In 1979, Tom Waits made a music video for “The One That Got Away”. 5,000 rotoscoped frames of animation. Here’s one of the live-action videos they used to make the animation, proving that in the 70s, Tom Waits was as close to a horny cat from a Looney Tunes cartoon as any human would be.
I’ve been thinking a little more on the problem of giving a platform to trolls.
On the same day that Donald “I don’t settle” Trump settled his Trump university lawsuit, he also tweeted his disapproval at the way Mike Pence was addressed by the cast of Hamilton. One of these was an enormous story with long-ranging implications, the other was someone being pissy about hurt feelings. Which of these was the main news story on lots of newspapers (including hte New York Times)? The tweet, obviously.
During the summer, Twitter took the extraordinary step of issuing a lifetime ban on “@nero” – Milo Yiannopolis – for directing hate speech. This almost instantly decimated the “gamer gate” movement on Twitter1. It was like someone opened the windows and let in some air. Twitter briefly became a slightly nicer place.
Now, imagine twitter banned Donald Trump. I don’t know why, but you could easily argue “hate speech” too. Imagine the effect that would have on the news cycle. Non-issues would be avoided. “Rich white man has hurt feelings” wouldn’t generate pages and pages of think-pieces. We could focus on issues instead of imaginary ‘scandals’. Imagine how much less toxic the world would be.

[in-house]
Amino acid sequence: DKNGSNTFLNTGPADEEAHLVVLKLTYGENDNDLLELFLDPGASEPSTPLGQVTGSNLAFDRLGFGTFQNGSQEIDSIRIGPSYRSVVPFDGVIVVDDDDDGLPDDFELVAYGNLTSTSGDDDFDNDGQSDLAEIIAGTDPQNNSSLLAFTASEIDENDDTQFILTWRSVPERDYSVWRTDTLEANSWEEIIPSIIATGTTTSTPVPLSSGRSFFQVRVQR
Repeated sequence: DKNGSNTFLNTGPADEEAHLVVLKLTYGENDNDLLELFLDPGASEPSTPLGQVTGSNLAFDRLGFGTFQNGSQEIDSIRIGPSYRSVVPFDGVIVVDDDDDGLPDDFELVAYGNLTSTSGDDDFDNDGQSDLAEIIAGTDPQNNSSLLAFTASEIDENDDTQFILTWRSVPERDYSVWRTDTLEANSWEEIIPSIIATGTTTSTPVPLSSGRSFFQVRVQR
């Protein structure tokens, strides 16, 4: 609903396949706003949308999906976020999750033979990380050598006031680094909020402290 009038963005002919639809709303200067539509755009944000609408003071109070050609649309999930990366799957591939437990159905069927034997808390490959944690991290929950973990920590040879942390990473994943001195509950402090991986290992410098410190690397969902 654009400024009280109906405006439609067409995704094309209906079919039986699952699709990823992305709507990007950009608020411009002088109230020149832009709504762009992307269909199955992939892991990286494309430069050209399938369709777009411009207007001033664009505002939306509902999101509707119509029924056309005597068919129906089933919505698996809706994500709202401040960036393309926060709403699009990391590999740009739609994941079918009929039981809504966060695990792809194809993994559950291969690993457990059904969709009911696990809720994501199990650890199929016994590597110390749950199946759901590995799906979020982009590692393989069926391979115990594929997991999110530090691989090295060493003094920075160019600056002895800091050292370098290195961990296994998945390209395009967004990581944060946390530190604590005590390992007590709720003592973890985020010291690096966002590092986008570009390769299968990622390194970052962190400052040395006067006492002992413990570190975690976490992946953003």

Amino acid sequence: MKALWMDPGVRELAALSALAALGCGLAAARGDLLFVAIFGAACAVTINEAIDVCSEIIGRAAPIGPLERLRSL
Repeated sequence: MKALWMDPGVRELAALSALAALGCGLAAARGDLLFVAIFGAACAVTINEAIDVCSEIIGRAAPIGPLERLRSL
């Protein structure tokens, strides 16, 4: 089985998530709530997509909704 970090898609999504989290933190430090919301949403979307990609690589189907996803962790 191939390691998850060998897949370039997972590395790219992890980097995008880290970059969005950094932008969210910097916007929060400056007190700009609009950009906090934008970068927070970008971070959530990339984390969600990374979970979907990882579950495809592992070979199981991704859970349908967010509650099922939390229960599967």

Sure, Twitter’s investors would have a goddamn heart attack and never let it happen, but still, it’s nice to imagine, isn’t it?
I’ll make a bet with you: you give me a game that presents the player with a quote-unquote “moral choice” – who you fuck/marry/kill – and I’ll bet you cash money that there’s a trophy or an achievement for at least one of your choices.
Games like Mass Effect (the classic whipping boy for “choice” in games) have a black and white sense of morality. You’re either a saint to everyone you meet or you’re a complete asshole. These games have achievements for playing exclusively in one way or the other, which just encourages the player to min-max their moral compass and not necessarily make the decisions they actually want to.